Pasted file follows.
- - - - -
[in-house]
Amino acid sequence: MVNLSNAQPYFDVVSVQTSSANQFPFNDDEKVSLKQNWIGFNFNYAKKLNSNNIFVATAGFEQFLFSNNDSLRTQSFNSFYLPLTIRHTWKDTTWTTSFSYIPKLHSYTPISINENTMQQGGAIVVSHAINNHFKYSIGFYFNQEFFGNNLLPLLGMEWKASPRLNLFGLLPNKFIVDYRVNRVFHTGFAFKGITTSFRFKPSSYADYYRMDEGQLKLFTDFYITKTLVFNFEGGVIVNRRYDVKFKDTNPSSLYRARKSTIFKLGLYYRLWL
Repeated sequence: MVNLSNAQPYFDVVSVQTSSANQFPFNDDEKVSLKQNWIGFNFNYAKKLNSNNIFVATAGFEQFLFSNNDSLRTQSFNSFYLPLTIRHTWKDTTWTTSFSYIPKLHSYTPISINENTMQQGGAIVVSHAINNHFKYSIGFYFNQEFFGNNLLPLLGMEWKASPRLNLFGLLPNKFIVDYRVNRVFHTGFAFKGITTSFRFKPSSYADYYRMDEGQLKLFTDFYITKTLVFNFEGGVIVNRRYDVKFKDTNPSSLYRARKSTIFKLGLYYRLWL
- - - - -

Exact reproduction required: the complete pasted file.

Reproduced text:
[in-house]
Amino acid sequence: MVNLSNAQPYFDVVSVQTSSANQFPFNDDEKVSLKQNWIGFNFNYAKKLNSNNIFVATAGFEQFLFSNNDSLRTQSFNSFYLPLTIRHTWKDTTWTTSFSYIPKLHSYTPISINENTMQQGGAIVVSHAINNHFKYSIGFYFNQEFFGNNLLPLLGMEWKASPRLNLFGLLPNKFIVDYRVNRVFHTGFAFKGITTSFRFKPSSYADYYRMDEGQLKLFTDFYITKTLVFNFEGGVIVNRRYDVKFKDTNPSSLYRARKSTIFKLGLYYRLWL
Repeated sequence: MVNLSNAQPYFDVVSVQTSSANQFPFNDDEKVSLKQNWIGFNFNYAKKLNSNNIFVATAGFEQFLFSNNDSLRTQSFNSFYLPLTIRHTWKDTTWTTSFSYIPKLHSYTPISINENTMQQGGAIVVSHAINNHFKYSIGFYFNQEFFGNNLLPLLGMEWKASPRLNLFGLLPNKFIVDYRVNRVFHTGFAFKGITTSFRFKPSSYADYYRMDEGQLKLFTDFYITKTLVFNFEGGVIVNRRYDVKFKDTNPSSLYRARKSTIFKLGLYYRLWL